Vol. 6, No. 9-10 (May 15, 2013)

Azerbaijan expands strategic partnership with Israel and Palestine

Gulnara Inanc
Director, Ethnoglobus
An International Online Information and Analysis Center

The first ever visit by an Azerbaijani foreign minister to Israel and Palestine, a visit all sides called historic, underscored the growing strategic partnership between Baku and its two partners in the Middle East.  The first person Elmar Mammadyarov met in Israel was the chairman of the Knesset Commission on Foreign Affairs and Defense, Avigdor Lieberman, who had long lobbied for close cooperation and a strategic partnership with Azerbaijan.  In large measure as a result of his efforts, earlier attempts by the Armenian lobby to raise the so-called “Armenian genocide” in the Knesset were blocked.  Last year, in response to the latest such attempt, Israeli President Shimon Peres and A. Lieberman, who was then Israeli foreign minister, openly declared that because of the country’s strategic partnership with Azerbaijan, the issue of the “Armenian genocide” would not be discussed in the Knesset.

Mammadyarov arrived in Tel Aviv on March 24th, the very day Armenians have declared a memorial day for the “genocide.”  Armenian media on that occasion put out information about a Knesset discussion of the “genocide,” but that did not happen.  Undoubtedly, it was very important for Azerbaijan to receive reassurance that the recognition of the so-called “Armenian genocide” would not be considered in the Knesset. 

Among the notable outcomes of the Azerbaijani foreign minister’s visit to Israel was Baku’s declaration on his return that Azerbaijan is ready to sign a broad agreement concerning the resolution of the Nagorno-Karabakh conflict. [1] Israel beyond any doubt is not in a position to promise something regarding that conflict or to resolve it in some way.  But Tel Aviv is in a position to seek the broader support of Jewish groups around the world regarding the Azerbaijani-Armenian conflict.  And consequently, the growing ties between Azerbaijan and Israel open the way for progress in the talks just as was the case some five years ago.

Earlier this year, the Jewish community of the United States held a conference on “Israeli Relations with the States of the South Caucasus.”  Avigdor Lieberman, with whom Foreign Minister Mammadyarov met in Israel, and President Shimon Peres have been devoting particular attention to the development of relations with the South Caucasus countries in general and Azerbaijan in particular. [2] Following his meeting with Lieberman, Mammadyarov went to Ramallah where the Palestinian authority declared its support for Baku’s position on the Nagorno-Karabakh conflict and on the issue of the so-called “Armenian genocide.”  

Azerbaijan supports the independence of Palestine and the division of Jerusalem, and in response to this support, it is seeking Palestinian backing on the two issues of greatest importance to itself.  A conference in Baku scheduled to be held later this summer can be considered part of the result of the Ramallah talks.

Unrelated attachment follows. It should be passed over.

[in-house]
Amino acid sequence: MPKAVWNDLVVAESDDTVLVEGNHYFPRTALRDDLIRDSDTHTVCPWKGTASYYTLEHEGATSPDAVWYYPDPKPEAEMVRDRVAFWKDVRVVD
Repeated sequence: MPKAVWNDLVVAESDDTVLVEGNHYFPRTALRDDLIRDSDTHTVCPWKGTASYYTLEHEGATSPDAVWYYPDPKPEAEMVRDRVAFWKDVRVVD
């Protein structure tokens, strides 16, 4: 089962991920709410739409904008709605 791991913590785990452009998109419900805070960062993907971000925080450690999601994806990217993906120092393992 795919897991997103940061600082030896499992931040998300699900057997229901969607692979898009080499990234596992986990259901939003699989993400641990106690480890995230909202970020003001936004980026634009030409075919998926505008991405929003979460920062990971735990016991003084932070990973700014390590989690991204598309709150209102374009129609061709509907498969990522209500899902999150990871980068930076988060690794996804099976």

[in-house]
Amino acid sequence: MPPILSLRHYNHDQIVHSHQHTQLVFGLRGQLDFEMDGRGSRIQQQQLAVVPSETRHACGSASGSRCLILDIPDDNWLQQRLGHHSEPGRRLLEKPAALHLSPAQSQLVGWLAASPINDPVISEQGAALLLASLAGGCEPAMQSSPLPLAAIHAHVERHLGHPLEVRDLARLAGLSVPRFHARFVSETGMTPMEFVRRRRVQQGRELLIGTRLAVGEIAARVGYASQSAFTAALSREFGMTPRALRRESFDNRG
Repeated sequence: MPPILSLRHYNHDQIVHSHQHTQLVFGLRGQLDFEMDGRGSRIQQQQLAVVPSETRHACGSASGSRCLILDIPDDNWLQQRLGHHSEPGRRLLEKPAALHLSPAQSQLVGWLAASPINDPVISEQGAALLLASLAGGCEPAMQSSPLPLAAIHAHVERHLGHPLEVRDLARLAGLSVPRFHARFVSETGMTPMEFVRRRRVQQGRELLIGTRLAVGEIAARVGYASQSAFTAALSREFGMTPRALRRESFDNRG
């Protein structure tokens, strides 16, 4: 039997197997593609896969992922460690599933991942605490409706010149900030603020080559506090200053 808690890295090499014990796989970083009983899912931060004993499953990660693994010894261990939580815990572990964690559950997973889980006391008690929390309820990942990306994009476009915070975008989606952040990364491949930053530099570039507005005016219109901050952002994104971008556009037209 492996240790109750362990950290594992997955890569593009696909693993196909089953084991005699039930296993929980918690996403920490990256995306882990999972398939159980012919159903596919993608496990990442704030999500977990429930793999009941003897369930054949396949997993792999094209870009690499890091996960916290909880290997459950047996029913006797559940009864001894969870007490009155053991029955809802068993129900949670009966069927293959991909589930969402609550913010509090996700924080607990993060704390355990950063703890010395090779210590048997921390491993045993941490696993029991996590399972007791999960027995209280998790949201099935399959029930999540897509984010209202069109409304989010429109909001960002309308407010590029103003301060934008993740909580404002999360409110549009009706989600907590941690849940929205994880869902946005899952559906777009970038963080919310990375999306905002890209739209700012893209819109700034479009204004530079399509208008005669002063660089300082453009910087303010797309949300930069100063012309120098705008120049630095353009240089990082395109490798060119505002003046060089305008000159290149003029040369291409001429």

Palestine enjoys authority and is at the center of attention of the Islamic world.  Azerbaijan, in turn, has grown into an economically and politically powerful country not only in the South Caucasus, but more broadly as well.  Rid al Maliki, the foreign minister of the Palestinian Autonomy, stressed this in his meeting with his Azerbaijani counterpart, noting that Azerbaijan enjoys authority in the leading international organizations. [3] Therefore, the support of Ramallah is significant, because it brings with it the attention of the Islamic and international community.  Thus, Azerbaijan was able to achieve its goal of gaining Palestine’s support for its positions.  In view of this, it is worth recalling the declaration made by Saudi Arabia’s foreign minister, Prince Haled ben Saud ben Haled, that the international community must mount pressure on Armenia to secure a settlement of the Nagorno-Karabakh conflict [4] and a second declaration by Iranian leader Ali Khamenei that “Karabakh is a Muslim land … something that is supported at the highest levels.”

Both of these declarations can be seen as the result of Baku’s careful and balanced foreign policy.  Of course, one should focus attention on the fact that this historic visit to Israel took place after the Turkish-Israel rapprochement.  Interestingly, one of the clearest opponents of that rapprochement, A. Lieberman, nonetheless agreed with it.  The Israeli media suggested that he had not been informed about the plans for this new coming together.  Lieberman thus had to “close his eyes” and put out the red carpet for Mammadyarov.  Having lost its Arab partners after the Arab spring, Israel had no choice but to return to strategic relations with Turkey.  That, in turn, has increased the importance of the Azerbaijan-Turkey-Israel triangle both in Tel Aviv and in the Muslim Middle East.

Azerbaijan’s geographic location next to Iran also increases its strategic significance, something that Israeli President Peres went out of his way to stress.  This does not mean that Baku offered or is planning to offer its territory as a place des armes for a military operation against Iran.  Baku has repeatedly indicated that cooperation with Israel does not include that and is generally not aimed against Iran, even though many observers tend to see Baku’s cooperation with Israel as the former’s way of restraining Iran. 


[1] See http://m.amerikaninsesi.org/a/1649480.html (accessed 28 April 2013).

[2] See http://izrus.co.il/dvuhstoronka/article/2012-02-28/17144.html#ixzz2QngVkiJZ (accessed 28 April 2013).

[3] See http://www.vesti.az (accessed 28 April 2013).

[4] See http://www.rosbalt.ru/exussr/2012/06/15/993121.html (accessed 28 April 2013).